December 07, 2007
In the late 80s, a new generation of writers changed the American comic book industry forever with the complex mature-themed nature of their stories, effectively transforming what was considered an unsophisticated literary genre into a well respected art form. Among that group of storytellers was Neil Gaiman, a young British writer who decided to try his luck at comic books convinced by his friend, Alan Moore (writer of the classic graphic novel "Watchmen"). After landing a job at DC comics, Gaiman started the series that would make him famous, "The Sandman", the comic book where his taste for fantasy and great imagination found no limits. Years later Gaiman returned to prose, and so he decided to make a fantasy novel in the style of classic English fantasy, the one that used to be done before the days of Tolkien and Lewis' high fantasy. And the result was "Stardust".
"Stardust" is the story of Tristan Thorn (Charlie Cox), a humble young man hopelessly in love with the most beautiful girl in his town, Victoria (Sienna Miller). To his misfortune, she has accepted a marriage proposal by Humphrey (Henry Cavill), so he decides to give her an ultimate proof of his love: a star has fallen from the sky, so he tells Victoria that he'll bring it to her, even if that means to cross the legendary wall that separates their town from the mysterious forest. What Tristan doesn't know, is that the wall exists to separate his world from the magical realm of Stormhold, and that he is not the only one looking for the star, as a powerful witch (Michelle Pfeiffer) wants it to be young again, and two princes (Mark Strong and Jason Flemyng) need it to claim the throne of Stormhold. However, the biggest surprise will be the star's identity.
Screenwriter Jane Goldman and director Matthew Vaughn make a nice adaptation of Gaiman's novel that keeps the story's core points, although they toned down the darkness of the novel quite a bit. This is not really a bad thing, as in the process, Goldman and Vaughn remained faithful to the novel's spirit and the result is a movie that joyfully plays with witty comedy, fantasy and romance, and yet it's still completely in tone with the fantasy stories that inspired Gaiman's book. In essence, "Stardust" is what could be called "a fairy tale for grown-ups", as it's fantasy is whimsical, clever and very imaginative, but with a greater emphasis on the characters and their development than in any epic scale adventure. And this is where "Stardust" has its strongest point: the character development is remarkably well done, and even those characters with very short screen time are unforgettable.
While "Stardust" is a very different (and more ambitious) film to his previous movie, 2004's "Layer Cake", director Matthew Vaughn manages to make it work by concentrating in the story and letting everything else grow from there. Since comedy and romance are now the main ingredients of the film, Vaughn focuses the film on his characters, specially in the relationship the main couple. Still, while "Stardust" lacks the epic scope of high fantasy films, Vaughn manages to make his story a very beautiful looking one, giving life to the kingdom of Stormhold with a beautiful Victorian style and good care for details. Sadly, a fantasy film like "Stardust" fantasy films tends to relay a lot on special effects, and budgetary reasons prevented Vaughn from making truly stunning visuals, however, the ones that appear are good enough to make Stormhold come to life.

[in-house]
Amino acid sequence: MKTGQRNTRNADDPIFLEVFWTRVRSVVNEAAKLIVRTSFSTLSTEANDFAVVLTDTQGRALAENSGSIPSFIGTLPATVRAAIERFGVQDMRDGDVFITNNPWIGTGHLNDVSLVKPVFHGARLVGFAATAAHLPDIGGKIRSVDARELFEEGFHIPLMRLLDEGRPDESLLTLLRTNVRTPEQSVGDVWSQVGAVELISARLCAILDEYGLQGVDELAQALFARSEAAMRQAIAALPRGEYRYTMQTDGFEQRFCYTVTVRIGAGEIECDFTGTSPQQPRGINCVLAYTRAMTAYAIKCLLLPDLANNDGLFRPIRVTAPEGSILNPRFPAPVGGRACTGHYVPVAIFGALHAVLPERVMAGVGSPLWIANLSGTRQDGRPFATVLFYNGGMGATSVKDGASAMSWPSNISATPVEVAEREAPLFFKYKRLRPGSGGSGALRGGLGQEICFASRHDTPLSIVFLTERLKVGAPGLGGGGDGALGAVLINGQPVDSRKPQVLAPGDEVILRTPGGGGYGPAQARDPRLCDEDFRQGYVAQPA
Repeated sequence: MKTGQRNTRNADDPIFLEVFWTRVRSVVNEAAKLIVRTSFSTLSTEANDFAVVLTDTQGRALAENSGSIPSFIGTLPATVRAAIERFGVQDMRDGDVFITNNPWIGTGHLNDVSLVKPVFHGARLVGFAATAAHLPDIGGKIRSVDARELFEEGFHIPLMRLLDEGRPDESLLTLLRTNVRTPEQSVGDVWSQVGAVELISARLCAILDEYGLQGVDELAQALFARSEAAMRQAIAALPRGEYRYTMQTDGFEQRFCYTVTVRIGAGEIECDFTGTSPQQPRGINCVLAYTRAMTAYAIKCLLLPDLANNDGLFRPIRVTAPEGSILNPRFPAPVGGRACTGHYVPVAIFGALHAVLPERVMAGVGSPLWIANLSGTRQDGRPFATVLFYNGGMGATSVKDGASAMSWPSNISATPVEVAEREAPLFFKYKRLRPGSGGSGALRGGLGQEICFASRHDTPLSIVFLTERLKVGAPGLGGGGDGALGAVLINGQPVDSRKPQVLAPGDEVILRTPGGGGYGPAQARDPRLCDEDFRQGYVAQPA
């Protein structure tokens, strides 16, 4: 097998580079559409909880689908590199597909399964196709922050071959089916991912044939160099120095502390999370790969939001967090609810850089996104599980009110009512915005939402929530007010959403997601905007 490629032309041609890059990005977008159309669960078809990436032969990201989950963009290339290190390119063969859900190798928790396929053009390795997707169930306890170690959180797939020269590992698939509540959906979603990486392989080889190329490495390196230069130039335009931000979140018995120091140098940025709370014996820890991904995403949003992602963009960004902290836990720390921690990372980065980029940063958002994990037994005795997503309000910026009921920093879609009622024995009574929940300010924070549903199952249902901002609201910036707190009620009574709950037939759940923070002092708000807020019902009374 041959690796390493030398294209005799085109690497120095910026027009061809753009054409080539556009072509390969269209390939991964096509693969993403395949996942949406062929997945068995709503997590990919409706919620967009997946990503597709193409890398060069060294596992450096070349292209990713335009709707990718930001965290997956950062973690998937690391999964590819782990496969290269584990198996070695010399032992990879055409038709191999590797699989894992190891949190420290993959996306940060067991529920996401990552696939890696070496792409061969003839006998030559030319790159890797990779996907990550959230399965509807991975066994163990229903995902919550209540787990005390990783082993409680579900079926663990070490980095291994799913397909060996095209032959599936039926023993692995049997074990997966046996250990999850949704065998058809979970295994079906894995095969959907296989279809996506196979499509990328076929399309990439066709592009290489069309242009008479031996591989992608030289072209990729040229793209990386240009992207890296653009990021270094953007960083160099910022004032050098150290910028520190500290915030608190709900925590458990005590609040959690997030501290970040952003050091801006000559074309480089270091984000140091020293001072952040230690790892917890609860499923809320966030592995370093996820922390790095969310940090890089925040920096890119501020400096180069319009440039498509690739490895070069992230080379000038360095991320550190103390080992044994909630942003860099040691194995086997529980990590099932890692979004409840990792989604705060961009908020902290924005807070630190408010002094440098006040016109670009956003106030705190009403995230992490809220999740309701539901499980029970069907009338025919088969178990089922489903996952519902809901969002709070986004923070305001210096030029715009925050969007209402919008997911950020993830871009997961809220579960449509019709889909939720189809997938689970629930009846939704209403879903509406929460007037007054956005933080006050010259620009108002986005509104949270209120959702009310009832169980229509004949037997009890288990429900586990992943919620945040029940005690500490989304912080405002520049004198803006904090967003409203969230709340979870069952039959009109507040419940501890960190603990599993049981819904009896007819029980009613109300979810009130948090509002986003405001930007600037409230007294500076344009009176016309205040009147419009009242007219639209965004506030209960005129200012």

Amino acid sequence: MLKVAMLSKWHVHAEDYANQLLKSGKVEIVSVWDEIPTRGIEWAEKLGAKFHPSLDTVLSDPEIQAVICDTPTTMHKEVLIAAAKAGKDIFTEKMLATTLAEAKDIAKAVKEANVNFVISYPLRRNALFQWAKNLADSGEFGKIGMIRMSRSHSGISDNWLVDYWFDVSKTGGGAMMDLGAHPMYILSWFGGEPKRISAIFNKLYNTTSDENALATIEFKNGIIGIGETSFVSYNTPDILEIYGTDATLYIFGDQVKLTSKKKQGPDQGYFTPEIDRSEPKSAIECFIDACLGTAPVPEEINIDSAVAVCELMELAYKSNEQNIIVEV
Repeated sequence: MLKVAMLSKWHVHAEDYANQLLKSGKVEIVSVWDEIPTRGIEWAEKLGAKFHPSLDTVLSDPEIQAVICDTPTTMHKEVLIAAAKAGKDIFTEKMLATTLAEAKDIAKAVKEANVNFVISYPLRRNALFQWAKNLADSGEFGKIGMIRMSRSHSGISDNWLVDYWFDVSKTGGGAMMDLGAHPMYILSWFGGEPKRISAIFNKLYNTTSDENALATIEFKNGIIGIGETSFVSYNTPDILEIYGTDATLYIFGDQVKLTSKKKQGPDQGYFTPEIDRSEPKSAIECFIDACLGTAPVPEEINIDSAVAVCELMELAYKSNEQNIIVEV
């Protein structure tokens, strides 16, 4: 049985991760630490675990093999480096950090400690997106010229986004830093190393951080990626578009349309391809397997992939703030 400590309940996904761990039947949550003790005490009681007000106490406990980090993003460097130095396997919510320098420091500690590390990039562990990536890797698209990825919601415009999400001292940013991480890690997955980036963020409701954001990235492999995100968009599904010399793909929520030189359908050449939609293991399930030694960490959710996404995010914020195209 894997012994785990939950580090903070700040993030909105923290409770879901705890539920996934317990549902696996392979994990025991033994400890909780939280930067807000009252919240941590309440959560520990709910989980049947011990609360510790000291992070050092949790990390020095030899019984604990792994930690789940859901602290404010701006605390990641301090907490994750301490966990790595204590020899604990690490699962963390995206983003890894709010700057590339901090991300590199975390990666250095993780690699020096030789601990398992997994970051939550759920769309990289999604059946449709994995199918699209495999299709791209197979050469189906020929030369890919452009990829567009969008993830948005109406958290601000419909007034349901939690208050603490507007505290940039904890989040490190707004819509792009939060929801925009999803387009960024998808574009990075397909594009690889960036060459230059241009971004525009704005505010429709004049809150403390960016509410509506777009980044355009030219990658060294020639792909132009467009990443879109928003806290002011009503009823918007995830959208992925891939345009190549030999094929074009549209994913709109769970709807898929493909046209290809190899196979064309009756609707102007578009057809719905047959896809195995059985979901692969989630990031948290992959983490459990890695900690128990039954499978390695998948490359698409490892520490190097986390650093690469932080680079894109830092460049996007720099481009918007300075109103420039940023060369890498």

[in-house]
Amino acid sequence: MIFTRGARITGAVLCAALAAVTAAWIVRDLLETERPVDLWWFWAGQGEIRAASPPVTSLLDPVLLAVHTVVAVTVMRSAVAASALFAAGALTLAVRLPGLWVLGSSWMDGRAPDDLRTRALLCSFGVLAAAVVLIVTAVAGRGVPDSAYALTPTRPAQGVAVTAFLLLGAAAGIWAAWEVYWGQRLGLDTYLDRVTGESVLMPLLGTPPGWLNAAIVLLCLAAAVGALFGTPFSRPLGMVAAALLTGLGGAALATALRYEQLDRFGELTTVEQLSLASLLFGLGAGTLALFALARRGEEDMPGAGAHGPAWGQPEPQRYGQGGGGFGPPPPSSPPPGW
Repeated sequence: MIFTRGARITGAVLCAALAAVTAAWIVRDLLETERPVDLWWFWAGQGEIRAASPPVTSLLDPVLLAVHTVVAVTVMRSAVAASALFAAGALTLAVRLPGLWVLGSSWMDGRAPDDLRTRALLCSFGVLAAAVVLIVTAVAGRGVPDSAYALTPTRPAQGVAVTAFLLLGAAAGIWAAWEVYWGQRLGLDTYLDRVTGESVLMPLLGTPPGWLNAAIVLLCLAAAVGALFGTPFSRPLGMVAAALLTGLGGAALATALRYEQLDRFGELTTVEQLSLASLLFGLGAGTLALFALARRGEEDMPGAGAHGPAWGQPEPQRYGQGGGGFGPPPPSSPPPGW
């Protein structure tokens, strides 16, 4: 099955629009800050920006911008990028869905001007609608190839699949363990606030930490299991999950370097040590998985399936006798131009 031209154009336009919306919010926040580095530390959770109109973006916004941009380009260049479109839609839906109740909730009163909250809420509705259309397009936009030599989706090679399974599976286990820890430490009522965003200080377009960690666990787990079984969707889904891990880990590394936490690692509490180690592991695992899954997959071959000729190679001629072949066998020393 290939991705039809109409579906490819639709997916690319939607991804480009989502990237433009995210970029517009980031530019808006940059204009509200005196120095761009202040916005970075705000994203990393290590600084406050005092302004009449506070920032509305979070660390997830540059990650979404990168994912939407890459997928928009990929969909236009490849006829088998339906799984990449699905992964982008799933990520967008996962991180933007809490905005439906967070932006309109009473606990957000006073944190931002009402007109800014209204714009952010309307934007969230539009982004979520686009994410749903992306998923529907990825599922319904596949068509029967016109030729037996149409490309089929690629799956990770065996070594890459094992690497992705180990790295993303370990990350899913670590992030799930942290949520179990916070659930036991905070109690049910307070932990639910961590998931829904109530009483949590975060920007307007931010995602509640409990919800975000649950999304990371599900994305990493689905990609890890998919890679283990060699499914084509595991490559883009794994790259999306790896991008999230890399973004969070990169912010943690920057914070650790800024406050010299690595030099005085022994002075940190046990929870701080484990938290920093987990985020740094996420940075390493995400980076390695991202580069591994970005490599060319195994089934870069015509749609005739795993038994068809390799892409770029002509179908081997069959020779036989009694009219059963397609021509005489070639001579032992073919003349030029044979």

As written above, "Stardust" is a fantasy movie where the characters have more importance than the story, so a good cast is needed to make it work. Well, the movie is benefited by a great supporting cast that includes Ricky Gervais, Peter O'Toole, a truly unforgettable Robert De Niro and Michelle Pfeiffer in what is definitely her great return to mainstream movies. Sadly, the main couple, Charlie Cox and Claire Danes, get easily overshadowed by the supporting cast's performances, specially Cox, whom despite having great natural charm still feels a bit weak in the lead role. Danes fares a bit better, as there are scenes that truly allow her to shine in her character. By the way, I must say that while his role is kind of limited, Mark Strong is excellent as prince Septimus, and delivers some of the best swashbuckling scenes of the last times.
Being an accomplished mix of fantasy, romance and comedy in the classic style of fairy tales, "Stardust"'s worst enemy may be it's very consciously attempt to pay homage to that kind of fantasy tales. In a time where adaptations of high fantasy books like "The Lord of the Rings" or "The Chronicles of Narnia" are popular, it would be easy to expect "Stardust" to follow that pattern, but it doesn't and it may turn off people expecting epic battles instead of romantic swashbuckling. If there's a recent movie that bears any similitude to this film, that one would be "The Princess Bride" (also based on a novel), although Reiner's film is certainly grounded even more on the comedy genre. There are details in the lead actors' performances, and the already mentioned troubles in some visual effects, but these are minor quibbles that don't really hurt the film.
While not exactly a masterpiece of the genre, "Stardust" is still one of the best fantasy films of the last years, and most definitely a worthy adaptation of Gaiman's novel. Whimsical and lighthearted but also witty and clever at the same time, "Stardust" proves that not every fantasy film must be about saving the world from an evil dark lord, and that romantic comedies must not be unnecessarily sappy affairs. This excellent tale of fantasy and romance is great for fans of both genres. Comparisons to "The Princess Bride" can't be avoided, but this film is almost as good as that fantasy classic.
Buy "Stardust" (2007)